Description

The Serbian Mountain Hound is descended from the Balkan Hound, the Hellenic Hound and a number of other ancient Molossian hunting and pariah dogs of Serbia and Greece, including the hunting variety of the Sylvan. It is considered to be an ancestor of many modern breeds, including the Transylvanian Hound, Black Forest Hound and the Austrian Alpine Shorthaired Hound, with which it has often been confused in the past. Breeders established its present type in the early 17th century, but the first official working and conformation requirements were set in the 1920's, with the first breed Standard composed in 1924.

After the 2nd World war, the breed was named Yugoslavian Mountain Hound and became quite popular among the country's new hunting enthusiasts. The new Standard was written in 1960, followed by well-deserved International recognition in 1969. As is the case with many other breeds of former Yugoslavia, this wonderful dog became quite rare during the civil wars in the last decade of the 20th century. The breed once again received a new name in 1996 and is now officially referred to as the Serbian Mountain Hound or the Montenegro Hound, even though many fanciers still use the Yugoslavian Mountain Hound name for it, as well as a number of other local and historical names, such as the Black And Tan Mountain Hound, Black Hound, Alpine Brak and so on.

Employed in packs as a tracker of a variety of game, the Planinski Gonic is the first choice of hunters in the mountainous areas of Yugoslavia. Resilient, tenacious and completely dedicated to the job, the breed is famous for its unwillingness to quit, great physical stamina and bravery. This smart, playful and even-tempered hound also makes a good watchdog and family pet, but can be too noisy for city life. While it can be stubborn at times, as well as unfriendly to strange dogs and a danger to other small animals, the Serbian Mountain Hound responds to socialization and training very well and is an amenable companion when raised properly.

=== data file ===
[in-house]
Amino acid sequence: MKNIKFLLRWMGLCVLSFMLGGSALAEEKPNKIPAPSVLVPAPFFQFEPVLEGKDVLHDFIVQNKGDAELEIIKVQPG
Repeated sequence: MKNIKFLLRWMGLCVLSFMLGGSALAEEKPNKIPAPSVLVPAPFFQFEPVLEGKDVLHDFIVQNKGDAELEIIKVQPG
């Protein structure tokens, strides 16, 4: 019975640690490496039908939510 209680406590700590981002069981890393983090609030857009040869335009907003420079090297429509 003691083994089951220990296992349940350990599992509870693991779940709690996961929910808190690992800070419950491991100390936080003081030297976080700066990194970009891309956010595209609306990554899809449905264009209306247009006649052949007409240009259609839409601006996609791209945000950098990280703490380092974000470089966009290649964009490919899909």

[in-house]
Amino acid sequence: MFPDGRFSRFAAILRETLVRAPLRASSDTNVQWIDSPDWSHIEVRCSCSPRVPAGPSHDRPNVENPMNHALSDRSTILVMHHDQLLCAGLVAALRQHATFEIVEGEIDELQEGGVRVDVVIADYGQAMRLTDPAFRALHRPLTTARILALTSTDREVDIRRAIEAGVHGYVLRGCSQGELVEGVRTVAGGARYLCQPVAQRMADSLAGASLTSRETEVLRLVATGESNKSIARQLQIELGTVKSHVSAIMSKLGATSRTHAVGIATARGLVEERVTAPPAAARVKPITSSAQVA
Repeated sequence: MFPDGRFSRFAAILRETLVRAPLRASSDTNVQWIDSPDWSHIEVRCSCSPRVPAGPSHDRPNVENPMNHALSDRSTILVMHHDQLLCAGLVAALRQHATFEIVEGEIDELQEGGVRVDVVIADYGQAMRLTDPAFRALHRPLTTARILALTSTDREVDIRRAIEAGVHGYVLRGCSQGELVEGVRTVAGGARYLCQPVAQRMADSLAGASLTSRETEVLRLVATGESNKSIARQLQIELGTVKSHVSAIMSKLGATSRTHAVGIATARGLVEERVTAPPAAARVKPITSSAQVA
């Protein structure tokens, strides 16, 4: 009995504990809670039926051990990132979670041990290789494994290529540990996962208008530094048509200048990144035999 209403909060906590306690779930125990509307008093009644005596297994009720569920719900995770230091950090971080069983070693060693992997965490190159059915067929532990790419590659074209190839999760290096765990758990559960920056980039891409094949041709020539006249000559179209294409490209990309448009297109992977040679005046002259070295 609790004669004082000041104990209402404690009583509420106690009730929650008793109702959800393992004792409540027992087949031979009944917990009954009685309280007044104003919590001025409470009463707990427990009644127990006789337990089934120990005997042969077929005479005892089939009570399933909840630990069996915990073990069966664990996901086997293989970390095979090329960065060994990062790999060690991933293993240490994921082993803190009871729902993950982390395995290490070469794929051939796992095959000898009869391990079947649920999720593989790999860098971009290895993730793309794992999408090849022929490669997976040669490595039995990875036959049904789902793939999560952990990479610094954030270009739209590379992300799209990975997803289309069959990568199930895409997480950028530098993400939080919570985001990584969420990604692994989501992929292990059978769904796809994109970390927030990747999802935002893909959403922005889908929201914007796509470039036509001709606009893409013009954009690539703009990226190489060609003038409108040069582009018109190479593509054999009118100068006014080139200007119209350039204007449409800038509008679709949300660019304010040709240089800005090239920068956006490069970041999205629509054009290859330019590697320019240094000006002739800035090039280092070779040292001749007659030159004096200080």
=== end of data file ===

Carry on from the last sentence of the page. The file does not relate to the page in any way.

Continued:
Muscular, lean and agile, it is quite a beautiful and athletic breed. The body is rectangular, with a powerful neck, pronounced shoulders and withers, a deep chest and a broad back. The head is narrow, but substantial, with a strong muzzle, a soft stop and well-developed cheek muscles, without any exaggerations affecting the dogs elegance. The pendant ears are high set, oval in shape and moderately long.

The short coat is smooth, thick and weatherproof, always black-n-tan in colour, with or without a small white spot on the chest.

Average height is around 19 inches.

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